In due course all the kinked rods, smashed air pumps, etc. were repaired, and after a trial trip to San Jose and back, the 4355 was put back on the long runs.

On the second trip, starting out of Redwood City, one of the two mainpins, about 10" in  diameter broke just inside the fit in the wheel center. She stripped herself on that side, and back in the shop she went. Today, with electric analysis and black light, whereby a crack can be detected anywhere in a big piece of metal like an axle, this wouldn't happen. In those days all we had was whiting to paint critical parts with. If a crack was present, after a while the grease in the crack would ooze out, and show where it was.

After coming out she led a fairly quiet existence, but always the "hoodoo" was present. Many of the parts had been strained beyond the elasticity point.

Sometime in the late 1930's she was sitting on the Mission Bay ready, or outbound track. You never moved a locomotive that had been standing for some time without opening the cylinder cocks to let the water out, as the piston with water between it and the cylinder head would inevitably knock the head out. Great clouds of steam would accompany this.

Well, the crew climbed on to take her to the depot to tie on to either the Coaster or the Lark. The usual cloud of steam obscured everything, but in a rift, the fireman saw something that froze him. "Hey!" he hollered, "You are going the wrong way!" Sure enough, for some unknown reason, that old head of an engineer had put his reverse gear in the wrong direction, but it was too late. Into the turntable pit she went. They had to burn the whistle rod in half to stop the yowling.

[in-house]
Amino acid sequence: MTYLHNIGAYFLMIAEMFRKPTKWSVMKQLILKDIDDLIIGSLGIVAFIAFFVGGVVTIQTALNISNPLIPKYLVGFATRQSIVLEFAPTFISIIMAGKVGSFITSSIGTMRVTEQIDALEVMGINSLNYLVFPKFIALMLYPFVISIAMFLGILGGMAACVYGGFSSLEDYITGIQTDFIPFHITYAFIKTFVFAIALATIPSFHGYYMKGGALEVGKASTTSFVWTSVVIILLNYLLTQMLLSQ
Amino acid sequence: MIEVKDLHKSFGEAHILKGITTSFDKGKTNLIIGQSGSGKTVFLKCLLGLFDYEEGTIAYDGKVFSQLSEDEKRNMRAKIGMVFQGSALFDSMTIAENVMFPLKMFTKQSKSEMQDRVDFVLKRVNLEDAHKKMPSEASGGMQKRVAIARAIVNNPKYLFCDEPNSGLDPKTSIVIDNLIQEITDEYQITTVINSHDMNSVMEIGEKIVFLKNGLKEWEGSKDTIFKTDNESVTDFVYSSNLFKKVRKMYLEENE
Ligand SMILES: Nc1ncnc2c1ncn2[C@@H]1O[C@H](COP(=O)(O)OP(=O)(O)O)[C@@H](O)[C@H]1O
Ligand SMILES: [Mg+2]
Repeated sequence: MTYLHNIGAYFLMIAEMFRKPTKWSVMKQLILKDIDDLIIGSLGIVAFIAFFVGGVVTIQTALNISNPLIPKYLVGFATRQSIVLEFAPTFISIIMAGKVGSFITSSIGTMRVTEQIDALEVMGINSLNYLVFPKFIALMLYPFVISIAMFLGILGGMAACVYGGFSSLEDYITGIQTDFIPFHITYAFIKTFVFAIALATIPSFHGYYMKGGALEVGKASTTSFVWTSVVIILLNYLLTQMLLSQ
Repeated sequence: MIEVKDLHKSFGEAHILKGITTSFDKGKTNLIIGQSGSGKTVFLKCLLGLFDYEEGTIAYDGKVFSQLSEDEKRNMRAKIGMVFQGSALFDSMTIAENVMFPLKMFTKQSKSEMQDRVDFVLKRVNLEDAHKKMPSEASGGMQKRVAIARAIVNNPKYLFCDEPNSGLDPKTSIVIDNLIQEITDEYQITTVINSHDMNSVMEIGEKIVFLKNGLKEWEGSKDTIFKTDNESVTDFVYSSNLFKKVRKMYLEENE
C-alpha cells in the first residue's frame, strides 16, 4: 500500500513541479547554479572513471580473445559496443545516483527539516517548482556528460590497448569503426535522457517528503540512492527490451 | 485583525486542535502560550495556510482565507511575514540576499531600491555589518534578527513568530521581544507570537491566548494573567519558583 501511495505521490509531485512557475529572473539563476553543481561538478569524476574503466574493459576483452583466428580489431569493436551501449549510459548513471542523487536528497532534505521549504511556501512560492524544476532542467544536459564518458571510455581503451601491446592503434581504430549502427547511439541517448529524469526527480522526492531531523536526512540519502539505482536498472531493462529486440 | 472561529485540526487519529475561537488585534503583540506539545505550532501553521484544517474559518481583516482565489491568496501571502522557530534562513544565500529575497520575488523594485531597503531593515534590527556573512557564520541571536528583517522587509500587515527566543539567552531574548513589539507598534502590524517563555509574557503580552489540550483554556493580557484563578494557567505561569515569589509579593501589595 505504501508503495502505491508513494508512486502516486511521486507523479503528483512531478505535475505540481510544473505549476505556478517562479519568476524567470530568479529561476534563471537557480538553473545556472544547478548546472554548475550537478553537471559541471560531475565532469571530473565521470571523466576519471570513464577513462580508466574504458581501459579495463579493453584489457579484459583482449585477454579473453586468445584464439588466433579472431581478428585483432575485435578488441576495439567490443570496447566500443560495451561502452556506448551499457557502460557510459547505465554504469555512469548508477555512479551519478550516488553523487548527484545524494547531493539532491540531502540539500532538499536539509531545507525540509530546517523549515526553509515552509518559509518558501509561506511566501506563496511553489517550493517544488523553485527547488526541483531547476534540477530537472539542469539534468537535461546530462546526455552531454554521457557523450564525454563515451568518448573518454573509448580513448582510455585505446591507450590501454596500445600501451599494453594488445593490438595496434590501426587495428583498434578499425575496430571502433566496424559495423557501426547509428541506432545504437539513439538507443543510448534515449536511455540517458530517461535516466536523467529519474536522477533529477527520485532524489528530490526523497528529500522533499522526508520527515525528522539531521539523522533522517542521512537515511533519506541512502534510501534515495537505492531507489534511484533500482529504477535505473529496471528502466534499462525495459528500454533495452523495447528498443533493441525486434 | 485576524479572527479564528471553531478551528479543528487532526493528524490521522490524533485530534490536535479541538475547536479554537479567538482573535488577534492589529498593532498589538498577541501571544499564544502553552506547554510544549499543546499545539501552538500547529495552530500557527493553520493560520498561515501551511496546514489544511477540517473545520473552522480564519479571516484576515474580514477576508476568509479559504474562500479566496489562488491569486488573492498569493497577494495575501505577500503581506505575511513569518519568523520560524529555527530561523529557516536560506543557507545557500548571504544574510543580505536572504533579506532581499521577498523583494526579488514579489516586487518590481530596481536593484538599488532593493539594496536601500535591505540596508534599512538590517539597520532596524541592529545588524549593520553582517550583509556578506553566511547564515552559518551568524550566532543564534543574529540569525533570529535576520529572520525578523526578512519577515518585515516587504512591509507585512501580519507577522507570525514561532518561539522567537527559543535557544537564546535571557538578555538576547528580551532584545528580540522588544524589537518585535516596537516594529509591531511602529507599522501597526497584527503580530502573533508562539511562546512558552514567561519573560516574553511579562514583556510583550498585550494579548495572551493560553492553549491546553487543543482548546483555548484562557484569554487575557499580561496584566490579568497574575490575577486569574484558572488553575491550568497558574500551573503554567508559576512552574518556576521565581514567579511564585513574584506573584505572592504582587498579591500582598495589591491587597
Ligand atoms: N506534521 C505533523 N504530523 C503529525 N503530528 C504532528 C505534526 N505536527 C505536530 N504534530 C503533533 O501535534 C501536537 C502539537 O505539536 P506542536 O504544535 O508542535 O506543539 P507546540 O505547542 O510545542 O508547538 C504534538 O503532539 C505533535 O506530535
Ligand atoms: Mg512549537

Tom Chapman was in on this wreck. They jacked it up and put tie cribbing and rails under it, and got it out. 

On October 19, 1935 the 4355 was the road engine on the Lark, train 75 to San Francisco. Being a very heavy train, 2451 was double heading it and would be useful going up the grade beyond Chatsworth where so many good pictures of the colorful Daylight, inaugurated in 1937 have been taken.  At a road crossing between Glendale and Burbank the train hit  a sand truck. I don't know the damages that occurred to 4355, but 2451 left the rails, was atop a sand mound, leaning over. Her tender came to rest alongside the engine, upside down and facing backward.

In 1940 at the start of the Treasure Island Fair, a new train was inaugurated at Oakland Pier. Called "The 49er" because it took 49 hours to and from Chicago. It used steam and complimented the dieselized streamliner which took 39 hours, and at that time, it "sailed" as the publicity put it, three times a week.

SP President Mercier and all officials, the scantily clad bathing beauties, the press and movie cameras were all there. No engine showed up and things were delayed. We at Bayshore heard a 4300, polished up for the train had taken a dive into the Oakland turntable pit. We understood it was our "hoodoo" engine, but it turned out to be 4315. Of course the first available passenger engine, dirty or not was turned and used. A 4-6-2 Pacific wound up taking the honors.

I don't remember any further mishaps and she must have shook off the hoodoo, because she was scrapped in the years that final engine scrapping took place.

Ralph Demorro recorded this shot of the aftermath from the top of the cut outside the tunnel. Note the truck loaded with apricot crates salvage from the demolished stock car. Thanks to Martin Hansen for providing the photo.